Some time around 2005, Slashdot ran an article about a new hosting company, MacMiniColo that was taking advantage of the new machines that Apple had just released to offer cheap hosting. I got in contact with them, and a little while later, I had a Mac Mini, sitting in a rack somewhere, running OpenBSD and acting as my dedicated server. A 1.42GHz G4 CPU, 512MB of RAM, and an 80GB disk was (and still is) more than adequate for my needs. The biggest load on it is eJabberd, and even that only used under 1% of the CPU.
I had really great service from these people. The hard drive failed a little under a year after I bought the Mini, and Apple refused to honour the warranty because they couldn't find the records of the sale (then, a few weeks later, they could, but by then it was out of the warranty period). MacMiniColo replaced the disk for me at their own expense.
After five years with them, however, I had a little look around and noticed that VPS hosting has gone down in price a lot. I've written a book on Xen, so I thought I might try a Xen-based VPS now that FreeBSD has Xen support.
GigaTux only claims to offer Linux, but I dropped them an email and they were happy to install FreeBSD for me. I still haven't tried the Xen-enabled kernel yet; they installed the stock x86-64 kernel in an HVM domain for me and performance has been fantastic.
I'm sharing a server with 64 other guests and in spite of that performance tends to be better than my ageing Mac Mini. I was getting 1000IOPS while untaring the ports tree, which is far more than the Mini's old 2.5" laptop drive could handle, and is amazing considering that it's going via the slow, QEMU-derived, emulated device, rather than the fast PV driver. I've been installing software from ports, so everything is compiled on the machine, and even that has been fast.
And my Mini? They found someone else who wants it, and offered me about a third of what I paid for it originally - not bad depreciation after five years of constant use. Shipping it back to the UK would have cost almost as much as buying one on eBay, so I sold it on. Hopefully someone else will get some good use out of it.
As an aside, I've been really impressed by how well OpenBSD works on Mac/PowerPC hardware. If you've got an old Mac Mini lying around, chuck OpenBSD on it and you've got a reasonable low-volume server. The newer ones, of course, are x86 hardware, so will run just about anything.
Why I don't use GNU/Linux
There are two reasons why I don't use GNU/Linux: One is GNU, the other is Linux. Of these, the larger reason is GNU, and specifically the glibc part. The most recent reinforcement of this is Ulrich Drepper's inability to read the C specification.
For those not familiar with the C specification, all identifiers that start with an underscore are reserved for the implementation (see section 126.96.36.199.2). You should never use them in your own code, because your compiler is completely free to do whatever it wants with them. By convention, single underscores are used for global non-standard libc extensions and double underscores are used for compiler builtins.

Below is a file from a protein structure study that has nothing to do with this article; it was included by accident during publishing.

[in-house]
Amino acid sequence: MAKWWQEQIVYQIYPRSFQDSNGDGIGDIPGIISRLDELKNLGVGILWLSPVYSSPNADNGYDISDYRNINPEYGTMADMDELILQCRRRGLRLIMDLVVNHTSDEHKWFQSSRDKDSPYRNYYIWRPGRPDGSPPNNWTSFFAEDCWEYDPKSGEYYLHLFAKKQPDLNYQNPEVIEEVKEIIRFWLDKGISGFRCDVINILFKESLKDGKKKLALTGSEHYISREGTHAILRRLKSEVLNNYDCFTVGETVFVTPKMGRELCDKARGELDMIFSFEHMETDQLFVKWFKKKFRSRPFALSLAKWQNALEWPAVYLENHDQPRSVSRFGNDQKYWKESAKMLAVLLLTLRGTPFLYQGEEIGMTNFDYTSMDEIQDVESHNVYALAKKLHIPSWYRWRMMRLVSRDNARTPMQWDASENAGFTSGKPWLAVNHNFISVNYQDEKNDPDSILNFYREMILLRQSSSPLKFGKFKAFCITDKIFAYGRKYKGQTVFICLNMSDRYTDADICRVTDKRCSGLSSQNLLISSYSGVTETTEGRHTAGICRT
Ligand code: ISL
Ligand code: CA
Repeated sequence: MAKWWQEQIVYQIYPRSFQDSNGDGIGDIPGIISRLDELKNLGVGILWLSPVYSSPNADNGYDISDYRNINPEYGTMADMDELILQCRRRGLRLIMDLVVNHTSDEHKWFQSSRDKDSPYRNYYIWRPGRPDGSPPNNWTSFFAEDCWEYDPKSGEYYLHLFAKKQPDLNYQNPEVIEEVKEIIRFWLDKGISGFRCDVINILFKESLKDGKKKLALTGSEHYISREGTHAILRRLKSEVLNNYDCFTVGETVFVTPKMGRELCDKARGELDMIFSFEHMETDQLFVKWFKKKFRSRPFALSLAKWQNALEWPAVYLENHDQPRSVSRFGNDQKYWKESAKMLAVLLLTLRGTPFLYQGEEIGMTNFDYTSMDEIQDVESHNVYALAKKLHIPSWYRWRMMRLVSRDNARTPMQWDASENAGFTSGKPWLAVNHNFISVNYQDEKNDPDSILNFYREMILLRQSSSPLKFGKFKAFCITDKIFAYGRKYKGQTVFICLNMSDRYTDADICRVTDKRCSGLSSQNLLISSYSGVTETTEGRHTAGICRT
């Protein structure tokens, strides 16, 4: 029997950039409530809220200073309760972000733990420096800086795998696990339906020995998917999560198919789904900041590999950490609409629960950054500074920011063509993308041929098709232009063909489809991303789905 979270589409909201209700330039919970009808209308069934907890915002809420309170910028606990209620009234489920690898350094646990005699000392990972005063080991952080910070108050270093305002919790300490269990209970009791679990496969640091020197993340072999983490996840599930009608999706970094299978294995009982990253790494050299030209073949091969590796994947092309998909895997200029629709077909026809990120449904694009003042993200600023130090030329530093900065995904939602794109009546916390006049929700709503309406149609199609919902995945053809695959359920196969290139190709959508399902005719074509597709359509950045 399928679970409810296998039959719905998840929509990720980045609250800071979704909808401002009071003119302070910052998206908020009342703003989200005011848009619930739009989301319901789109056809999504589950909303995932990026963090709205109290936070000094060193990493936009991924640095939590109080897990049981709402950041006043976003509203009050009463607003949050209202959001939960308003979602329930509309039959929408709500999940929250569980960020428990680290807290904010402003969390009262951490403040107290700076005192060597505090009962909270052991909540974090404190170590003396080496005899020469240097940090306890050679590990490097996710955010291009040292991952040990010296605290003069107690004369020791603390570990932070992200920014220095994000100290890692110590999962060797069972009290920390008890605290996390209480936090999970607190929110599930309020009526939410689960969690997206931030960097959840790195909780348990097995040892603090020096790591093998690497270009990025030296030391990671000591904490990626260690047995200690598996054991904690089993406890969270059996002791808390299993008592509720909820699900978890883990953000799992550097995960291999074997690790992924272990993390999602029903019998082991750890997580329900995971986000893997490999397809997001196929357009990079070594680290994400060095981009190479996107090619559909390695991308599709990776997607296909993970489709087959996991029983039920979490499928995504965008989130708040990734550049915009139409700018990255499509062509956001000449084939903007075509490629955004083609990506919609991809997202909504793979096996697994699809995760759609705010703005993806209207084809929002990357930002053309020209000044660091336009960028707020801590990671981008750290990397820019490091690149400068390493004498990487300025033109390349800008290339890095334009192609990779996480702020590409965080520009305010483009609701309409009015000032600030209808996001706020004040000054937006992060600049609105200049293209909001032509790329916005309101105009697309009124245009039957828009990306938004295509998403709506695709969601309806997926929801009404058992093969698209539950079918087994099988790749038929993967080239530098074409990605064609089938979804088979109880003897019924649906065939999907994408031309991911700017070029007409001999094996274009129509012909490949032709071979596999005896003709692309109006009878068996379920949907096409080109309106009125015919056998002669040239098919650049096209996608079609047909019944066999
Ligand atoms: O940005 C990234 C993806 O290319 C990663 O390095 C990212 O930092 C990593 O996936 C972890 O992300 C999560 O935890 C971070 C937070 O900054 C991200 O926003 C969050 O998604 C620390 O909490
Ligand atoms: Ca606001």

You can find a number of these in existing compiler. Microsoft exposes SEH with keywords like __try. GCC provides __asm for inline assembly, ICC uses __cpuid for accessing the CPUID instruction, and so on. Clang added __block as a type specifier for their variables that are copied to the heap for use by blocks (closures).
Unfortunately, it turns out that the glibc headers use __block as a parameter name. There are several things wrong with this. One is that they use double underscores at all. By convention, these are reserved for the compiler, while single underscores are reserved for the libc. The second is that they used underscores at all in a parameter. Parameter names are not in the global scope, so they can be anything to prevent name clashes.
The result of this is that, if you use glibc, you can't also use blocks. This is a shame, because we (Etoile) were shipping a working blocks implementation six months before Apple. Well, working on *BSD and Solaris (and probably Windows, QNX and Symbian with PIPS, but not tested there). This problem means that it doesn't work on GNU/Linux.
No problem for me. I only use platforms with libc implementations written by people who can read specs. It may be a problem for some of you, if you use a broken platform with a libc maintained by someone who'd rather salvage his ego than fix a problem, and if it is then I'm sorry for you. My suggestion is that you remember that there are other options.
Well, that'll teach me to run betas...
I saw recently that FreeBSD 8 was in BETA state. I ran 7-CURRENT for a while, because it had features I wanted to test (improvements to the OSS implementation mainly), so I thought I'd give it a try.
This time, rather than doing my usual source install, I tried a binary upgrade using freebsd-update. What a disaster. While the source upgrade procedure uses mergemaster to update configuration files, letting you just keep the new version of files you haven't modified, freebsd-update makes you merge them all by hand where there is a conflict. This wouldn't be a problem, except that all of the config files have a version line at the top, which conflicts between the two versions.